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by Mark Cheffey
Maple Lawn Nursing Home’s long-time administrator will be retiring later this year, and is in the process of preparing his successor.
Jeff Funkenbusch, who has been employed at the home for almost 32 years, including the last 21 as administrator, will work his last day Oct. 15.
At that time, Dave Stieglitz, a career long-term care provider with ties to the community, will take over the position.
Funkenbusch said he has mixed feelings about retiring, but admitted the added stress of the COVID-19 pandemic and the danger it poses to facilities like Maple Lawn, made his decision easier.
“I’ve enjoyed the staff I’ve had, and especially the residents,” said Funkenbusch, a local native, who has known many of the residents over many years.
“When you grown up in a small town, you know people,” Funkenbusch said.
He is also looking forward to doing activities he has not had time for because of his responsibilities as administrator.
“I had to give up hunting and fishing, because you never know when you’ll be on the call,” he said, noting it was still all worth it.
“I have to appreciate my family more, because they never asked any questions when I had to get up and leave or do something,” Funkenbusch said. “They knew I had to take care of things and take care of the people here.”
The pandemic has been the biggest challenge Funkenbusch has had to face especially when the stories came out of other long-term care centers being devastated early on and providing a wake-up call to all the others across the country.
It’s not only meant changing the way the home’s employees take care of the residents, but has also brought on the hard decisions to isolate the residents, who are among the most vulnerable to the virus, from the outside world.
“The hardest thing is telling families they can’t come in here, and trying to explain why their loved ones have not been in today or been in for a while,” Funkenbusch said. “And we’re still having to make sure we don’t bring it in.”
Despite also having to deal with staffing issues related to the pandemic, Funkenbusch said there are some positives that have resulted from it, including residents becoming more tech savvy in an effort to stay in contact with loved ones.
“They are not scared of Zoom,” Funkenbusch said, referring to the on-line meeting app that allows people to have face-to-face contact with multiple people from any location.
“Some of our residents have become pretty savy with their electronics,” Funkenbusch said.
The local community has always been supportive of Maple Lawn, and Funkenbusch said that support has not wavered despite the pandemic.
“I could always tell the community never lost sight of us,” he said, noting people have continued to send things to the home and provide any help they can.
While Maple Lawn life is starting to resemble pre-pandemic life in many ways–ministers are now able to visit residents and conduct services as long as they complete required training–Funkenbusch said it will reach a “new norm” that will include an increased emphasis on hand-washing and face mask wearing that helped prevent residents from becoming sick.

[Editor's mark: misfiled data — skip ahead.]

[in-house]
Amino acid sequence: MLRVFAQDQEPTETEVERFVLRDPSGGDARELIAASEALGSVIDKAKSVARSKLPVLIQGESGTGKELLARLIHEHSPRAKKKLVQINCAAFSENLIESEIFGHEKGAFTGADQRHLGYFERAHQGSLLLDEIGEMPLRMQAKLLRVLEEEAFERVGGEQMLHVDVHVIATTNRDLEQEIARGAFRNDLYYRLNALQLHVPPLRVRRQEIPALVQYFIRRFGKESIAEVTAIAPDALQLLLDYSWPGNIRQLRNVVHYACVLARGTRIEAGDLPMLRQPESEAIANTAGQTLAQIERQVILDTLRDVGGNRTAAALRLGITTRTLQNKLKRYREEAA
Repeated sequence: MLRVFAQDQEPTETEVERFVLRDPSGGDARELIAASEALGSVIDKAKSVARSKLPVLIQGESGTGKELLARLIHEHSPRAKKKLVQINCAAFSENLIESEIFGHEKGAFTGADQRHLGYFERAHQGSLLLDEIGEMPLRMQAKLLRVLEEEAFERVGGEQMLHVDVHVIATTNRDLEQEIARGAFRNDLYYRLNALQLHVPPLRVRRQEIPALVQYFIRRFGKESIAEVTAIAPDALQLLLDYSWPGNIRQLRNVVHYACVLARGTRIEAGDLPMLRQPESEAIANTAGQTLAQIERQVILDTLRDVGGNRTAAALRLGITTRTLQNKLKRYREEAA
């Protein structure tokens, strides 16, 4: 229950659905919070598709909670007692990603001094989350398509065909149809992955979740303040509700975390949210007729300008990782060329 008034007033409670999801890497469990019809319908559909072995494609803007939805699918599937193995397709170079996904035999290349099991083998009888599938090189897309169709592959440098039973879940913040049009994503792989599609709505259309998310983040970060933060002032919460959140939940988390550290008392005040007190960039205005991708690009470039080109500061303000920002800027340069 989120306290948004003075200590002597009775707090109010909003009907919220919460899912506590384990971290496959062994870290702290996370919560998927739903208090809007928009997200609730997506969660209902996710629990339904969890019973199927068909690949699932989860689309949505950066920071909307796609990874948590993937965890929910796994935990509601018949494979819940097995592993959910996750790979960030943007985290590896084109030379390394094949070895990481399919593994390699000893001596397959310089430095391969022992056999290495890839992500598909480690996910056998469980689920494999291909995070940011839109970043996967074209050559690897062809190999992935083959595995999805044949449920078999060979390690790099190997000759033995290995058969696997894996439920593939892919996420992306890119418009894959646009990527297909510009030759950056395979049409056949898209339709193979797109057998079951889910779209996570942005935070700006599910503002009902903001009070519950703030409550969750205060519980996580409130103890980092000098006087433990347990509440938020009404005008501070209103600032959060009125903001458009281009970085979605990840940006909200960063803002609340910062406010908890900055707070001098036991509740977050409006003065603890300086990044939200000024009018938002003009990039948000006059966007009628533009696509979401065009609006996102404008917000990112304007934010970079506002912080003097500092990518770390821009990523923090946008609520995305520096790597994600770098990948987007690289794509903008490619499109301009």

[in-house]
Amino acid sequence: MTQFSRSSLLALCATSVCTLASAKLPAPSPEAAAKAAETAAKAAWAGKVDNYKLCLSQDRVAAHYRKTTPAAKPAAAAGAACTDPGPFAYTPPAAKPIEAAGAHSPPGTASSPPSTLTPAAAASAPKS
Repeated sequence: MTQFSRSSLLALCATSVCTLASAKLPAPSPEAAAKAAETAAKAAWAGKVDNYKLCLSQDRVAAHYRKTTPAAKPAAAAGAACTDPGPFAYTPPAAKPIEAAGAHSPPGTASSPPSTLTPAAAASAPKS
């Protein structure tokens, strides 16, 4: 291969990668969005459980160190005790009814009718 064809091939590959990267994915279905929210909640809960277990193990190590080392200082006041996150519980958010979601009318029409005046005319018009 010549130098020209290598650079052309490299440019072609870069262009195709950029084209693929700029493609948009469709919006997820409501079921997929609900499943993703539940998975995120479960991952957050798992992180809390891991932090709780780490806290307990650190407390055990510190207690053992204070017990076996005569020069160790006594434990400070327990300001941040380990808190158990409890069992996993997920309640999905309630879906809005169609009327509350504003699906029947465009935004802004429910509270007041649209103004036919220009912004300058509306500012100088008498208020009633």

“Last year influenza was non-existant,” Funkenbusch said. “Why? Because people were wearing masks and hand washing.
“It’s very simple things we can do. I think that is going to be the new norm. We’ll be more aware of our surroundings.”
Meanwhile, Funkenbusch’s successor acknowledges the continued affects of COVID-19, but sees it as just one of the challenges of the profession he has chosen and enjoys.
“It’s not an impossible task, and having a challenge I think is good for everybody to have something to process,” Stieglitz said. “It’s about how are we going to fix this, how are we going to work through this.”
He also won’t let it diminish his enjoyment of interacting with the elderly.
“Even as a little boy, I have memories,” he said. “It’s always been a part of who I am. I’m not sure I would know how to function without that opportunity.”
Stieglitz, one of more than 20 candidates considered for filling the administrator position, said Maple Lawn has been on his radar for some time.
That’s because his wife, the former Paige Massner, is a Palmyra High School graduate, whose parent’s farm was just a mile away from where Funkenbusch grew up in northern Marion County.
“This is the facility my wife was most familiar with and talked about the most, and other places really weren’t on my radar,” Stiegitz said.
Also drawing him and his family to the area was to be able to be near his wife’s parents, who live in Quincy, Ill.
Stieglitz, who said he loves the small town community feel, said he is already becoming involved in the community and feels very welcomed as he prepares to take on his new responsibilities.
After growing up in the in northeast Indiana, Stieglitz earned a degree in accounting and then began working in long-term care, serving in administration at various facilities since 1996.
He and his wife met in Quincy and married in 1997. They have two children, a 19-year-old son, Reagan, and a 17-year-old daughter, Taylor.
The family attends Apostolic Christian Church in Taylor.